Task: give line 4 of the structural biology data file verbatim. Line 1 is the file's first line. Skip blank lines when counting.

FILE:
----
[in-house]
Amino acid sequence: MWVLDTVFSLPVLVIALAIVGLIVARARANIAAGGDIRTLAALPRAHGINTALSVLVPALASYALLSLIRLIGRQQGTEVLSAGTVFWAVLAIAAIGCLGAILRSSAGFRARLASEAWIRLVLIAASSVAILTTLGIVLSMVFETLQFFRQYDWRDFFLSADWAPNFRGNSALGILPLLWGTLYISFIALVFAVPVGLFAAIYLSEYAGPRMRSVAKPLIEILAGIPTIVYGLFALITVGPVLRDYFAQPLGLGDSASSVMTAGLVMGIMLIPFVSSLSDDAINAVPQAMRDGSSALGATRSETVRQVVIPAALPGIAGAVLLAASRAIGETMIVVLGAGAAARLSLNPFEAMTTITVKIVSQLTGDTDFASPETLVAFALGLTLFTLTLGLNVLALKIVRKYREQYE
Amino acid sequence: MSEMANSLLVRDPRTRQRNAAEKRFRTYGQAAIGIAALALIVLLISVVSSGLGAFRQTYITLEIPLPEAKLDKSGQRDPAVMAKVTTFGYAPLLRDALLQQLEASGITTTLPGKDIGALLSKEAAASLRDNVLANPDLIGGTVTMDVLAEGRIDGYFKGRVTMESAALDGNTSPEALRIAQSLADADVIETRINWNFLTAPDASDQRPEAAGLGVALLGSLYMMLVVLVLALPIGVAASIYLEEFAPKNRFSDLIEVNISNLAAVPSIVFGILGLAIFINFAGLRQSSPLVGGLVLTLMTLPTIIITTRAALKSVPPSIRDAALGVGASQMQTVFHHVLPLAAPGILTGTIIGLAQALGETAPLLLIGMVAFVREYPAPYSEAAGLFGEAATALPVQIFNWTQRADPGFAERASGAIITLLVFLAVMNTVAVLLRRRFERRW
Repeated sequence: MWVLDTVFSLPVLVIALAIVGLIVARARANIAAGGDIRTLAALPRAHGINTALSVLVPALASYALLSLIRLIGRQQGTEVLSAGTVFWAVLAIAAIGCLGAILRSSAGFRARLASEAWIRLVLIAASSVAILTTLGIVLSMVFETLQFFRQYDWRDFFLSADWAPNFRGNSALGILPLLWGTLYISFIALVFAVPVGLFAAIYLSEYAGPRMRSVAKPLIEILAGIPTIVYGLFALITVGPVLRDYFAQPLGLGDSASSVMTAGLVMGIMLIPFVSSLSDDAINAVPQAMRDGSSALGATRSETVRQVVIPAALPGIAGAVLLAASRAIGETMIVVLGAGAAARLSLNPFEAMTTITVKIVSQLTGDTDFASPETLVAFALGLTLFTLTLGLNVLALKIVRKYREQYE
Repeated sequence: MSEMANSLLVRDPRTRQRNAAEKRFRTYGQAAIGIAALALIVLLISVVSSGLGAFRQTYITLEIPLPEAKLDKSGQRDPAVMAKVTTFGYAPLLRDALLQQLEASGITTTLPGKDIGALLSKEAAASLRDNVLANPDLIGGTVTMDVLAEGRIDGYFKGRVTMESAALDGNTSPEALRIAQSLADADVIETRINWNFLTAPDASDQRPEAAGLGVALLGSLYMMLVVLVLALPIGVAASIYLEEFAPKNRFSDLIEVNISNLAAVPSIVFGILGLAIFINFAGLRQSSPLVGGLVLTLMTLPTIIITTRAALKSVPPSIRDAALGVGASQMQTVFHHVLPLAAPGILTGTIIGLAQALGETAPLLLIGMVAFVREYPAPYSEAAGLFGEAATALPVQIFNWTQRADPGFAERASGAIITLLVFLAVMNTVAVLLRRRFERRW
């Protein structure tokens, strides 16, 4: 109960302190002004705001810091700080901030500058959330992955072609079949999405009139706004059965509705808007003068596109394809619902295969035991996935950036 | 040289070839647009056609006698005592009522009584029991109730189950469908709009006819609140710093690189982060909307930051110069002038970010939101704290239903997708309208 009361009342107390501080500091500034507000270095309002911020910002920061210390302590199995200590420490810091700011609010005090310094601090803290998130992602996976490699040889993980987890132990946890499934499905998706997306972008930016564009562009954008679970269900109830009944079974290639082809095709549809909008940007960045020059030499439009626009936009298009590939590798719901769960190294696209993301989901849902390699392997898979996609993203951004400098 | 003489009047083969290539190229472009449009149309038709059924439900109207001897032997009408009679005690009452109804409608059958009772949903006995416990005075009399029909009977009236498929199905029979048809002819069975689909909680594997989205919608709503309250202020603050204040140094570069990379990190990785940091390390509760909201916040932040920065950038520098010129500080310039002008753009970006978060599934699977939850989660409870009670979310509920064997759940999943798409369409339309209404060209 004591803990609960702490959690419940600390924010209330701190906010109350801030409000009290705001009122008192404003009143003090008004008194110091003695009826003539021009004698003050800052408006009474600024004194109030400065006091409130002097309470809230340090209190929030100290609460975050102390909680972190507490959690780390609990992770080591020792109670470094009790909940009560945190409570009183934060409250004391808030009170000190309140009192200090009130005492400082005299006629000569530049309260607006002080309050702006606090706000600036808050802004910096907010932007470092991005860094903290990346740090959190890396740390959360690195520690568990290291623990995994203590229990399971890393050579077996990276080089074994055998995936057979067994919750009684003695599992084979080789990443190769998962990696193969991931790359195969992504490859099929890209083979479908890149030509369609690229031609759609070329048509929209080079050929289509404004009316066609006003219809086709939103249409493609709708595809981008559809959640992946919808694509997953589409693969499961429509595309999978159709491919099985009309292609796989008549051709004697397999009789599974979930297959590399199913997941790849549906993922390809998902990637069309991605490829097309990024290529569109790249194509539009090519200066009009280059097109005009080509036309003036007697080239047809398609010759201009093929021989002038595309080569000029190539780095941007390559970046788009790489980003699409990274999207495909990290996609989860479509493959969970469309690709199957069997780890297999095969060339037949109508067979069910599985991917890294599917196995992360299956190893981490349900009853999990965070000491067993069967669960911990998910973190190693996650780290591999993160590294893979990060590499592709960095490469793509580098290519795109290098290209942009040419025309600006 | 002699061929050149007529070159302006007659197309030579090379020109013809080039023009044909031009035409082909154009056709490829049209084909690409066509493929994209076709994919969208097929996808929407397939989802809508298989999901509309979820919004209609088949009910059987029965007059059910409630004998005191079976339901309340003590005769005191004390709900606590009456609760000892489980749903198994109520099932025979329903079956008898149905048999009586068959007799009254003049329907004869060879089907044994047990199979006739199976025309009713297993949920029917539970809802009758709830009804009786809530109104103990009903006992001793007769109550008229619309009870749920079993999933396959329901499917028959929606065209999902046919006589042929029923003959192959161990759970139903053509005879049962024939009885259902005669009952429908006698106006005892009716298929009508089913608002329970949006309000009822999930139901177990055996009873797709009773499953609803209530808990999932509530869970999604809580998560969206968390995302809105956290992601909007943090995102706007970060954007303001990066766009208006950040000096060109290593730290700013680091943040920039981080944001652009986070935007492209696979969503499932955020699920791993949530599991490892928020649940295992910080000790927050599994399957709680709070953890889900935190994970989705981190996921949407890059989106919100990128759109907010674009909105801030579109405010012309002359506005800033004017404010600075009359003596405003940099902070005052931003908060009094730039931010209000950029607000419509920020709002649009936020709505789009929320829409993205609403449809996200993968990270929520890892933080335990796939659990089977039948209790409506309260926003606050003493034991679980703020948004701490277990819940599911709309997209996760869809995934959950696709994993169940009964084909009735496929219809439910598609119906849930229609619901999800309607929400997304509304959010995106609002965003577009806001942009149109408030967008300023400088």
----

Repeated sequence: MWVLDTVFSLPVLVIALAIVGLIVARARANIAAGGDIRTLAALPRAHGINTALSVLVPALASYALLSLIRLIGRQQGTEVLSAGTVFWAVLAIAAIGCLGAILRSSAGFRARLASEAWIRLVLIAASSVAILTTLGIVLSMVFETLQFFRQYDWRDFFLSADWAPNFRGNSALGILPLLWGTLYISFIALVFAVPVGLFAAIYLSEYAGPRMRSVAKPLIEILAGIPTIVYGLFALITVGPVLRDYFAQPLGLGDSASSVMTAGLVMGIMLIPFVSSLSDDAINAVPQAMRDGSSALGATRSETVRQVVIPAALPGIAGAVLLAASRAIGETMIVVLGAGAAARLSLNPFEAMTTITVKIVSQLTGDTDFASPETLVAFALGLTLFTLTLGLNVLALKIVRKYREQYE